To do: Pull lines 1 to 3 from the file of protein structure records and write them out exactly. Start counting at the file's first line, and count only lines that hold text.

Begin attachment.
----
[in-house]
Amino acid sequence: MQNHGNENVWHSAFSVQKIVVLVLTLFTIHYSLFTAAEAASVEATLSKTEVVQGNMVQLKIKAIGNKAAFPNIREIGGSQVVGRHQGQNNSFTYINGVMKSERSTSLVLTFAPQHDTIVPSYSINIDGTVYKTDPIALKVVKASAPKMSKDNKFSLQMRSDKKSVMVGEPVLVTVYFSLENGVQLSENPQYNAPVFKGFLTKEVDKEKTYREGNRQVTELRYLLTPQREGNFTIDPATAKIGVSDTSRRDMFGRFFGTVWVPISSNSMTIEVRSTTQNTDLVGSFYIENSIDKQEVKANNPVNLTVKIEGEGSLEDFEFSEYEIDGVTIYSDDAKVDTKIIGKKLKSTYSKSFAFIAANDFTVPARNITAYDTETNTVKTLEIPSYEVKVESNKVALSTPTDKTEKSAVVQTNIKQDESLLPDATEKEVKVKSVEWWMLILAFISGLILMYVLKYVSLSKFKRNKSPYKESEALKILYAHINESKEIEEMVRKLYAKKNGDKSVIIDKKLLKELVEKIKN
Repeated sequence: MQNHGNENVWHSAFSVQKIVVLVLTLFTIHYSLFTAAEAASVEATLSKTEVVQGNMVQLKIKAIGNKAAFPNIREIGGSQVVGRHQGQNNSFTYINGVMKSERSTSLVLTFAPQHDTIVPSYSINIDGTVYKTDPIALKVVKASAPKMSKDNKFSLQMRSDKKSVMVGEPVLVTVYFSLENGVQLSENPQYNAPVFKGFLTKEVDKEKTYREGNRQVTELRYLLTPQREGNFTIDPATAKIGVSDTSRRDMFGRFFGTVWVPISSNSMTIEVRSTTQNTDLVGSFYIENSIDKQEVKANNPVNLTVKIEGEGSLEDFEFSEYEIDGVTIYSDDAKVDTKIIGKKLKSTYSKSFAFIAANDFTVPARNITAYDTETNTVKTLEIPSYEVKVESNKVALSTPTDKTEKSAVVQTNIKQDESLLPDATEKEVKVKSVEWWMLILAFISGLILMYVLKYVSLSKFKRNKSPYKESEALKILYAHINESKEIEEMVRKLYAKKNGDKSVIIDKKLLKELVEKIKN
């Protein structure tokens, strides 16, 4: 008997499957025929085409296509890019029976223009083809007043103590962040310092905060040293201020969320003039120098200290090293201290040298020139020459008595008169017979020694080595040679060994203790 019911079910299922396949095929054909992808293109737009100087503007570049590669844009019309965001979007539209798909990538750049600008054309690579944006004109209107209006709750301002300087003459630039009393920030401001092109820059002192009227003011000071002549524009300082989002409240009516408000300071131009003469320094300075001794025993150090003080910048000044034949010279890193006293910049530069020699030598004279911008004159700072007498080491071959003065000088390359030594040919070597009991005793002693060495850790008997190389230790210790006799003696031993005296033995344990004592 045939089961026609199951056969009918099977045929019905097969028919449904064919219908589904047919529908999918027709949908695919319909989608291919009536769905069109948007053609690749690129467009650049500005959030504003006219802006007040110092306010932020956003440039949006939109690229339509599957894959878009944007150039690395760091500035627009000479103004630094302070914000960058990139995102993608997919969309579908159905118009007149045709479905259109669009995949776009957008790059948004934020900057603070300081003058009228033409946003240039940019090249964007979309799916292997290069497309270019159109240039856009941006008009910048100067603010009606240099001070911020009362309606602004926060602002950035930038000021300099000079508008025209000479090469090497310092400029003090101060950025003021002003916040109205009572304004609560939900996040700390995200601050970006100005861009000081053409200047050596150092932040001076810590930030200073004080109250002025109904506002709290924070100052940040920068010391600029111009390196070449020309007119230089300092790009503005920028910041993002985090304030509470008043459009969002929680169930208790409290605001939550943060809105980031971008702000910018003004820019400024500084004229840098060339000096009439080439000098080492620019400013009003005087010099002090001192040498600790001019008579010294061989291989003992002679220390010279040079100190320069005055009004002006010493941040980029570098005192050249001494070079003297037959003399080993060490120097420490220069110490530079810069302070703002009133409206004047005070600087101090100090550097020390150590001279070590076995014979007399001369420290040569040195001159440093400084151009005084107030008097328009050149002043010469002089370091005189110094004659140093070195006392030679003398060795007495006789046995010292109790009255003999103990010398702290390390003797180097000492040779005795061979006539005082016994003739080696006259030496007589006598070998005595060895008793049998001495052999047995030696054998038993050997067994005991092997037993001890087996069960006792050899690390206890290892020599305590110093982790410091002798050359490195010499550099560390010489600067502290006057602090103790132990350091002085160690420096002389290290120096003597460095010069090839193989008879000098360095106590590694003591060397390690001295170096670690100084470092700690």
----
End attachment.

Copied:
[in-house]
Amino acid sequence: MQNHGNENVWHSAFSVQKIVVLVLTLFTIHYSLFTAAEAASVEATLSKTEVVQGNMVQLKIKAIGNKAAFPNIREIGGSQVVGRHQGQNNSFTYINGVMKSERSTSLVLTFAPQHDTIVPSYSINIDGTVYKTDPIALKVVKASAPKMSKDNKFSLQMRSDKKSVMVGEPVLVTVYFSLENGVQLSENPQYNAPVFKGFLTKEVDKEKTYREGNRQVTELRYLLTPQREGNFTIDPATAKIGVSDTSRRDMFGRFFGTVWVPISSNSMTIEVRSTTQNTDLVGSFYIENSIDKQEVKANNPVNLTVKIEGEGSLEDFEFSEYEIDGVTIYSDDAKVDTKIIGKKLKSTYSKSFAFIAANDFTVPARNITAYDTETNTVKTLEIPSYEVKVESNKVALSTPTDKTEKSAVVQTNIKQDESLLPDATEKEVKVKSVEWWMLILAFISGLILMYVLKYVSLSKFKRNKSPYKESEALKILYAHINESKEIEEMVRKLYAKKNGDKSVIIDKKLLKELVEKIKN
Repeated sequence: MQNHGNENVWHSAFSVQKIVVLVLTLFTIHYSLFTAAEAASVEATLSKTEVVQGNMVQLKIKAIGNKAAFPNIREIGGSQVVGRHQGQNNSFTYINGVMKSERSTSLVLTFAPQHDTIVPSYSINIDGTVYKTDPIALKVVKASAPKMSKDNKFSLQMRSDKKSVMVGEPVLVTVYFSLENGVQLSENPQYNAPVFKGFLTKEVDKEKTYREGNRQVTELRYLLTPQREGNFTIDPATAKIGVSDTSRRDMFGRFFGTVWVPISSNSMTIEVRSTTQNTDLVGSFYIENSIDKQEVKANNPVNLTVKIEGEGSLEDFEFSEYEIDGVTIYSDDAKVDTKIIGKKLKSTYSKSFAFIAANDFTVPARNITAYDTETNTVKTLEIPSYEVKVESNKVALSTPTDKTEKSAVVQTNIKQDESLLPDATEKEVKVKSVEWWMLILAFISGLILMYVLKYVSLSKFKRNKSPYKESEALKILYAHINESKEIEEMVRKLYAKKNGDKSVIIDKKLLKELVEKIKN